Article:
• Chlorophyta;
  • Ignatius;
  • phylogeny;
  • Pseudocharacium;
  • ultrastructure;
  • Ulvophyceae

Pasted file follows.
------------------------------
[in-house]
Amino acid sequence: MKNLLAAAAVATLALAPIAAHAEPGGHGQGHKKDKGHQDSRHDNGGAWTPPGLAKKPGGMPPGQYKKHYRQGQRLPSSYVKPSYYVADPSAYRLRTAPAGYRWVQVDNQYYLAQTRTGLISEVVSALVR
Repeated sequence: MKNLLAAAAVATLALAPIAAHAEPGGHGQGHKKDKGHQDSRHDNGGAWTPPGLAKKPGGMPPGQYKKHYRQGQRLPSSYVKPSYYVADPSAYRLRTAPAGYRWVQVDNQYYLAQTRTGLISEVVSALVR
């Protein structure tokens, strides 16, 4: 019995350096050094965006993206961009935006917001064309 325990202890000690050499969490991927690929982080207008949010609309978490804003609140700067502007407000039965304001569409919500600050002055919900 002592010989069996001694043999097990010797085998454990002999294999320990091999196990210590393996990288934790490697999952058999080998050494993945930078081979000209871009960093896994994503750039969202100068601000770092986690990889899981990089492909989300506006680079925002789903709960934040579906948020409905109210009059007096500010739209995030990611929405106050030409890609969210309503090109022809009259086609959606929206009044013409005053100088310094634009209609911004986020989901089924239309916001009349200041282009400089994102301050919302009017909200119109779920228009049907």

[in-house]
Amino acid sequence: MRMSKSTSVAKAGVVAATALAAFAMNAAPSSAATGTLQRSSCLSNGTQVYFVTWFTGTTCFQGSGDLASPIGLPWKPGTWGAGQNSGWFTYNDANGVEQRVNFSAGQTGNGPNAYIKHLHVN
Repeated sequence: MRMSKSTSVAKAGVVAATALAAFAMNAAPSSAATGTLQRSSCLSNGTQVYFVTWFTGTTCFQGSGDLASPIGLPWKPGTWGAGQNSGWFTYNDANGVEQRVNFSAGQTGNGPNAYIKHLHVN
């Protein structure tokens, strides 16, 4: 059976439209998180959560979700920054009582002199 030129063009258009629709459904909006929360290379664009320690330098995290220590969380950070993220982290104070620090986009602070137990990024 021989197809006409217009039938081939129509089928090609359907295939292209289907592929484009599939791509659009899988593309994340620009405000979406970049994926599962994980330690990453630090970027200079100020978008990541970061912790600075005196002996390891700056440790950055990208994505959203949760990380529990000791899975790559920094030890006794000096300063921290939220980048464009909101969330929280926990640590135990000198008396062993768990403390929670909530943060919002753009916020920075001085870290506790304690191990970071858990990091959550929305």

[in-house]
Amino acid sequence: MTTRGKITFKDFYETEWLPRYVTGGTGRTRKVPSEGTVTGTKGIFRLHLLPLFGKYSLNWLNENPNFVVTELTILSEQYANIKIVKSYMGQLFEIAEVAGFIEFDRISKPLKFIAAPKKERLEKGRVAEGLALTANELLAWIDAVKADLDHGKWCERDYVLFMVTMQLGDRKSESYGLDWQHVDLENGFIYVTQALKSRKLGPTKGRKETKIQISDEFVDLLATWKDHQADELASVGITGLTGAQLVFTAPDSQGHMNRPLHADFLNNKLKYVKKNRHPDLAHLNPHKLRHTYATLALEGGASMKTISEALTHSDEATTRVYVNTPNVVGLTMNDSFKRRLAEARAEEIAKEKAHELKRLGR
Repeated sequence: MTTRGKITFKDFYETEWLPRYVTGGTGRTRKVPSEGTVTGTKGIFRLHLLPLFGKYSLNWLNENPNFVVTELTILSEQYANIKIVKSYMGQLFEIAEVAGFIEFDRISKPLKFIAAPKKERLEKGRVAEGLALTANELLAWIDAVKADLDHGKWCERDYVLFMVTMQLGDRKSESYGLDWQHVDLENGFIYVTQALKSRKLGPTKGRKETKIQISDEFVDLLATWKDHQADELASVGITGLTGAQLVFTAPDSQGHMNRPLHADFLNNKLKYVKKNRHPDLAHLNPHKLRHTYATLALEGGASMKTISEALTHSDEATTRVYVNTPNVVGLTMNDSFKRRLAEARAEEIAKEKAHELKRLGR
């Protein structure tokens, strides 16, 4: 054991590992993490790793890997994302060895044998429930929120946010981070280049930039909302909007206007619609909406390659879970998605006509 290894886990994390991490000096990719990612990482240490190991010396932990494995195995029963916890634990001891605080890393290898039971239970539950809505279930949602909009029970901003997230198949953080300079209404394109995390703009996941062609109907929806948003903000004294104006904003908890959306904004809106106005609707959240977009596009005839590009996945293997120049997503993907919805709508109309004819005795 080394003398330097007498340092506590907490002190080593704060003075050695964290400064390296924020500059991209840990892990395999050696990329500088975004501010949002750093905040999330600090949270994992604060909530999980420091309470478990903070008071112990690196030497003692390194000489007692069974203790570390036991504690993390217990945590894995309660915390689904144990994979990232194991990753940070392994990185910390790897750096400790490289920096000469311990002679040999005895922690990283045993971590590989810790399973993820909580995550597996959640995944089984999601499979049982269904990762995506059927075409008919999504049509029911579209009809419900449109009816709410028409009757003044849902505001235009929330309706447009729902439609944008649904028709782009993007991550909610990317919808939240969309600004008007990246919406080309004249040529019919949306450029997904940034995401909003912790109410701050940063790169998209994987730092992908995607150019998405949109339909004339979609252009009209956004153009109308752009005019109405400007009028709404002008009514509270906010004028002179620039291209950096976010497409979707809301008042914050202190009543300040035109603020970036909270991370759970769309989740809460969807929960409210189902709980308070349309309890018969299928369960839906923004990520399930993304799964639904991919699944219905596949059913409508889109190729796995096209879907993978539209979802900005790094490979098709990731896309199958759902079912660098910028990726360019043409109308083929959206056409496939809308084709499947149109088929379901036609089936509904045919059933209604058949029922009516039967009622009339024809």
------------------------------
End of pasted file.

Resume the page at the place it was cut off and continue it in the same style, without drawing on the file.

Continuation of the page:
The phylogenetic relationships of two unicellular green algae, Ignatius tetrasporus Bold et MacEntee and Pseudocharacium americanum Lee et Bold were investigated by ultrastructural and molecular methods. The zoospores from both species were covered neither by scales nor cell walls. The flagellar apparatus of the zoospores commonly included these features: the upper basal bodies were displaced counterclockwise in half to two-thirds of the basal body diameter and did not overlap with each other; the lower basal bodies were directly opposed or slightly displaced clockwise; the distal fiber had gently sigmoid central striations; terminal caps were absent from the ends of the basal bodies; a V-shaped proximal sheath extended from the upper basal bodies; a posterior fiber lay between the opposite lower basal bodies; and the coarsely striated band linked the sinister rootlet to the lower basal body. The suite of these features was not identical to that of any other quadriflagellate swimming cells, but some features including the lower basal body orientation, the striated distal fiber, and the coarsely striated fiber resemble those of the several organisms of the Siphonocladales sensu Floyd and O’Kelly. Phylogenetic analysis using 18S rDNA sequence data revealed that I. tetrasporus and P. americanum formed a monophyletic clade within the clade of Ulvophyceae sensu López-Bautista and Chapman, but was not nested within any of the orders of the class that were examined.